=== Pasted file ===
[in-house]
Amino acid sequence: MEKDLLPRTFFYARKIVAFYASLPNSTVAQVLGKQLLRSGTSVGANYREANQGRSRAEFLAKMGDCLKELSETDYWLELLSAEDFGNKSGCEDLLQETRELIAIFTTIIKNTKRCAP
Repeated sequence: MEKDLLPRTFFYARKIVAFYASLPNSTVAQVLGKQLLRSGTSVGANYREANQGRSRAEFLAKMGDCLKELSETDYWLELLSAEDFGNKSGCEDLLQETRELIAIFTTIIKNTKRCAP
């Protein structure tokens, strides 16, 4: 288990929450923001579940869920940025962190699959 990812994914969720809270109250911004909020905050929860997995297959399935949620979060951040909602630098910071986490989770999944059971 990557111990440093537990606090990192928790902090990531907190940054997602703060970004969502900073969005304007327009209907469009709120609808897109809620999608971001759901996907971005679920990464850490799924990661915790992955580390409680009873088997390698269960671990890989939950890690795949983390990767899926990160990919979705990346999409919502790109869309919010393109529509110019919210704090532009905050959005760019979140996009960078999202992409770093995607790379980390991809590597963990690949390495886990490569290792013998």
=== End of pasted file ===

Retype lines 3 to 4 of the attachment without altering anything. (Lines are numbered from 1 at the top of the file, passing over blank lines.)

Repeated sequence: MEKDLLPRTFFYARKIVAFYASLPNSTVAQVLGKQLLRSGTSVGANYREANQGRSRAEFLAKMGDCLKELSETDYWLELLSAEDFGNKSGCEDLLQETRELIAIFTTIIKNTKRCAP
């Protein structure tokens, strides 16, 4: 288990929450923001579940869920940025962190699959 990812994914969720809270109250911004909020905050929860997995297959399935949620979060951040909602630098910071986490989770999944059971 990557111990440093537990606090990192928790902090990531907190940054997602703060970004969502900073969005304007327009209907469009709120609808897109809620999608971001759901996907971005679920990464850490799924990661915790992955580390409680009873088997390698269960671990890989939950890690795949983390990767899926990160990919979705990346999409919502790109869309919010393109529509110019919210704090532009905050959005760019979140996009960078999202992409770093995607790379980390991809590597963990690949390495886990490569290792013998």